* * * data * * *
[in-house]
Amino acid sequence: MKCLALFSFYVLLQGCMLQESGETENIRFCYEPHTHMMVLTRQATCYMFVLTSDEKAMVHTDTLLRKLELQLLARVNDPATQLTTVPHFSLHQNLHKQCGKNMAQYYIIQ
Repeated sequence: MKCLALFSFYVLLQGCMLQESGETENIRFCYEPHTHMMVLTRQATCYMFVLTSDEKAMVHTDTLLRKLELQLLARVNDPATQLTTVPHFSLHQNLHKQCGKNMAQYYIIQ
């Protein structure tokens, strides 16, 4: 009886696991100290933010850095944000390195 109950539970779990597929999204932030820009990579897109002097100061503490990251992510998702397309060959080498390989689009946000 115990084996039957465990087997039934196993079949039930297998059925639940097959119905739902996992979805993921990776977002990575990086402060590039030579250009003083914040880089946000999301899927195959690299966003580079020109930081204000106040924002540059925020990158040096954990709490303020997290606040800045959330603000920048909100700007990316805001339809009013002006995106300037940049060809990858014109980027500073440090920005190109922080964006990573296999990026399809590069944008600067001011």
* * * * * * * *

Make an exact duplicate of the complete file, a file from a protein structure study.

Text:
[in-house]
Amino acid sequence: MKCLALFSFYVLLQGCMLQESGETENIRFCYEPHTHMMVLTRQATCYMFVLTSDEKAMVHTDTLLRKLELQLLARVNDPATQLTTVPHFSLHQNLHKQCGKNMAQYYIIQ
Repeated sequence: MKCLALFSFYVLLQGCMLQESGETENIRFCYEPHTHMMVLTRQATCYMFVLTSDEKAMVHTDTLLRKLELQLLARVNDPATQLTTVPHFSLHQNLHKQCGKNMAQYYIIQ
């Protein structure tokens, strides 16, 4: 009886696991100290933010850095944000390195 109950539970779990597929999204932030820009990579897109002097100061503490990251992510998702397309060959080498390989689009946000 115990084996039957465990087997039934196993079949039930297998059925639940097959119905739902996992979805993921990776977002990575990086402060590039030579250009003083914040880089946000999301899927195959690299966003580079020109930081204000106040924002540059925020990158040096954990709490303020997290606040800045959330603000920048909100700007990316805001339809009013002006995106300037940049060809990858014109980027500073440090920005190109922080964006990573296999990026399809590069944008600067001011």